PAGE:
Bīrūnī, Muḥammad ibn Aḥmad, Alberuni's India (v. 1)

(London :  Kegan Paul, Trench, Trübner & Co.,  1910.)



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  Page 194  

194                           ALBERUNPS INDIA.

deep to the surface, and make it easy to him to catch
them, as if he had bound them by his spell.    Others
describe it with such characteristics  as   might indi¬
cate a stork.    The   Vdyu Purdna attributes to  it   a
pale colour.    On the whole, Garuda comes nearer to a
stork than to a Sifrid, as the stork is by nature, like
Garuda, a destroyer of snakes.
The effect of      Most of their charms are intended for those who have
the bite of    been bitten by serpents.    Their excessive confidence in
seipen s.      -f^i^ej^ jg ghowu by this, which I heard a man say, that he
had seen a dead man who had died from the bite of a
serpent, but after the charm had been applied he had
been restored to life, and remained alive, moving about
like all others.

Another man I heard as he told the following story :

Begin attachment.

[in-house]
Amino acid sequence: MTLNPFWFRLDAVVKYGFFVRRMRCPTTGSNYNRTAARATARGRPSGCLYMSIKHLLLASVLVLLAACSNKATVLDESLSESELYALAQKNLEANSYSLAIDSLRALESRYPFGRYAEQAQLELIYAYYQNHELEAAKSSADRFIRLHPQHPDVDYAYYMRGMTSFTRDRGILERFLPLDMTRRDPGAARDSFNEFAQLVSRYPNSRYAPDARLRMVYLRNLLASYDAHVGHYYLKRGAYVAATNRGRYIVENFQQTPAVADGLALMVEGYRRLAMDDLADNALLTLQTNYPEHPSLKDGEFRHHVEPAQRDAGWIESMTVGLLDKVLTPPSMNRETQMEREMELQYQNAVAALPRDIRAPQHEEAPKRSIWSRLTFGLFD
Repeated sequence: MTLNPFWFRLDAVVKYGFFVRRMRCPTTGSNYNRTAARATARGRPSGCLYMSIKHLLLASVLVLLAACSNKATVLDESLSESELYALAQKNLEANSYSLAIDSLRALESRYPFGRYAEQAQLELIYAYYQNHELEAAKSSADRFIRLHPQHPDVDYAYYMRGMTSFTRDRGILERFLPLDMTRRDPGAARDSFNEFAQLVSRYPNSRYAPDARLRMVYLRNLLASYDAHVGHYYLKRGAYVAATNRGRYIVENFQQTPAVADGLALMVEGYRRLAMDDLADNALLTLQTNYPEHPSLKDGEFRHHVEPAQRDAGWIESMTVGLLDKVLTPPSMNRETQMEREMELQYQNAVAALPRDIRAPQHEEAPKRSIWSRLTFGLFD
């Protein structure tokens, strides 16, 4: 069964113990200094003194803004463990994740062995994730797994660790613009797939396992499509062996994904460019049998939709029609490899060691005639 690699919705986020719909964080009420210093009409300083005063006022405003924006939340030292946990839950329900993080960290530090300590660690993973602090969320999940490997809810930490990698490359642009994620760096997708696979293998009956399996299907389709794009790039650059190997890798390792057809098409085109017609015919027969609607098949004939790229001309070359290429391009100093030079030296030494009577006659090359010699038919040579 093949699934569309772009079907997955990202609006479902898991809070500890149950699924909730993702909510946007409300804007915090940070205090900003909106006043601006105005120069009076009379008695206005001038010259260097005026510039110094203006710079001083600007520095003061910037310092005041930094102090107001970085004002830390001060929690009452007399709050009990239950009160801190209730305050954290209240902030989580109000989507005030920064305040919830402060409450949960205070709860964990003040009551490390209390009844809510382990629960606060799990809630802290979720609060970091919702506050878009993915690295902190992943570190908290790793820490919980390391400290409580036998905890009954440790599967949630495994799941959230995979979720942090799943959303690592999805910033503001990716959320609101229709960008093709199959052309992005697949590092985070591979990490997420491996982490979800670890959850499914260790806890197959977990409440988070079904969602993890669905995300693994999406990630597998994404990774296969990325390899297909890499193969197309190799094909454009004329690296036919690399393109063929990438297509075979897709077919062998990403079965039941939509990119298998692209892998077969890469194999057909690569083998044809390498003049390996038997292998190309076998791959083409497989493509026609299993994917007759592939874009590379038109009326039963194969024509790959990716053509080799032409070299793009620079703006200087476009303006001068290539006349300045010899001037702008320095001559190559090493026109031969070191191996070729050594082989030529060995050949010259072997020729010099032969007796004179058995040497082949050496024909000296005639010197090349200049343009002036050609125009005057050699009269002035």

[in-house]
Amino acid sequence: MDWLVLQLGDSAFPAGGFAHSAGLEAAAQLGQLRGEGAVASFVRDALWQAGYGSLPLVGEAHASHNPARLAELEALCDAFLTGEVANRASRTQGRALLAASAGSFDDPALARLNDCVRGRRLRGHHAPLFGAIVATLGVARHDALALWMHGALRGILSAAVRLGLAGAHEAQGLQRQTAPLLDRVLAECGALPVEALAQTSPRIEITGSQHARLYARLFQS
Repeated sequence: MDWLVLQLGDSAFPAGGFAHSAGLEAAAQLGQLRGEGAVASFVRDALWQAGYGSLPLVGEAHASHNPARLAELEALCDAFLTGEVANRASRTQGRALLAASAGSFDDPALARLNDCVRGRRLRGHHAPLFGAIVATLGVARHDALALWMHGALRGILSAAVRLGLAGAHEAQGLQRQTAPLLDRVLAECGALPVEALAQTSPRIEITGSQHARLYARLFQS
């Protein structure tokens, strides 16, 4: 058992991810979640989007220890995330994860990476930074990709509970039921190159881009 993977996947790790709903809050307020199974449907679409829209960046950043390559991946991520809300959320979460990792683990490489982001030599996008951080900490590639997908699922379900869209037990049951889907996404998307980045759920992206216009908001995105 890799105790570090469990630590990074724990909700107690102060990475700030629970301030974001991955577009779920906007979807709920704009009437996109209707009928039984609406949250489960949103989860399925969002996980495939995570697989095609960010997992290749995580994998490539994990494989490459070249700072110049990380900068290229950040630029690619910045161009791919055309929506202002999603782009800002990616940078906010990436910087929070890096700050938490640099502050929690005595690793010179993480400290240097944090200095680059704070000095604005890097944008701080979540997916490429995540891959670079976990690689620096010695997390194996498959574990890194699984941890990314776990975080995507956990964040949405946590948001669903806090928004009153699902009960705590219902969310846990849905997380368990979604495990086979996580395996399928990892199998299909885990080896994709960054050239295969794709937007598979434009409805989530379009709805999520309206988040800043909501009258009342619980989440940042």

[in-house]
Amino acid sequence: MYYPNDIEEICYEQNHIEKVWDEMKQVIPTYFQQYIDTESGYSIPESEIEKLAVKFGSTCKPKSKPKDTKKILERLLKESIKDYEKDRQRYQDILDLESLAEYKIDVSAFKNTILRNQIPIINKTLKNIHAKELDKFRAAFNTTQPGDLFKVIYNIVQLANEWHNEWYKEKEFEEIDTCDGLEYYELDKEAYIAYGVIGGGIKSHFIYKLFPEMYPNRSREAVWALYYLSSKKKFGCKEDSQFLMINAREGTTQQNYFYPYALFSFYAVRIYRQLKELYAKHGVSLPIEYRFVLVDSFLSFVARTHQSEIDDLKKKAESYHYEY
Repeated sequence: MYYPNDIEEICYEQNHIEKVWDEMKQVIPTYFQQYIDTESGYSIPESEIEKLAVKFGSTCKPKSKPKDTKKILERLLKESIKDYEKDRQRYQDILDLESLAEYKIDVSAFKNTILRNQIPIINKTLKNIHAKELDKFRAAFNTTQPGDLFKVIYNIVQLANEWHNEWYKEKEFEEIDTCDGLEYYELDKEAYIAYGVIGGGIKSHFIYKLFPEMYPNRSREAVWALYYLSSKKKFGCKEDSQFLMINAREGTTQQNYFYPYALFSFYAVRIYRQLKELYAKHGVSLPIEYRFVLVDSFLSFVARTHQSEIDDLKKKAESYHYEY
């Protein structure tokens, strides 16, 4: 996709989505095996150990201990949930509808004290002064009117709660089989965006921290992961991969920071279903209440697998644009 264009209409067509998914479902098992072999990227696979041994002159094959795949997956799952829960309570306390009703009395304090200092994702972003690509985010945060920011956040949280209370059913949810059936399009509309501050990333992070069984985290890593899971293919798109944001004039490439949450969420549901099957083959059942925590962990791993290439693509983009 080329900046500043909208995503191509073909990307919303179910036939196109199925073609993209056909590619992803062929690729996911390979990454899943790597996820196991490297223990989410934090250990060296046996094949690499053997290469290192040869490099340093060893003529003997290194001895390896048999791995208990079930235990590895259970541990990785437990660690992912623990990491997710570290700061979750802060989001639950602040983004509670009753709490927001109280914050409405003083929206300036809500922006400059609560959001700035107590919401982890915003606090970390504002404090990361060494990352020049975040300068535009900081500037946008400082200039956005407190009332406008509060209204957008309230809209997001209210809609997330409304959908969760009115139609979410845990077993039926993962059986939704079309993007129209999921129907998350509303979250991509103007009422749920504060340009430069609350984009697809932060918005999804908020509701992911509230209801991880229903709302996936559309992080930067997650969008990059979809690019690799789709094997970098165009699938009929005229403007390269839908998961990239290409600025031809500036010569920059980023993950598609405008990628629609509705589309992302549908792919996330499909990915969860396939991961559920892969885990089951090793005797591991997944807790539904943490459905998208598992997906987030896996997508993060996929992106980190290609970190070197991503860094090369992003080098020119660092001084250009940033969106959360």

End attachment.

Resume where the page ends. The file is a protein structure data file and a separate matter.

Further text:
" He had seen a man who had died from the bite of a
serpent, A charm was applied, and in consequence he
rose, spoke, made his will, showed where he had de¬
posited his treasures, and gave all necessary information
about them. But when he inhaled the smell of a dish,
he fell down dead, life being completely extinct."

It is a Hindu custom that when a man has been
bitten by a venomous serpent, and they have no charmer
at hand, they bind the bitten man on a bundle of reeds,
and place on him a leaf on which is written a blessing
for that person who will accidentally light upon him,
and save him by a charm from destruction,

I, for my part, do not know what I am to say about
these things, since I do not believe in them. Once a
man who had very little belief in reality, and much less
in the tricks of jugglers, told me that he had been
poisoned, and that people had sent him some Hindus
possessing the knowledge of charms. They sang their
charms before him, and this had a quieting effect upon
him, and soon he felt that he became better and better,
whilst they were drawing lines in the air with their
hands and with twigs.
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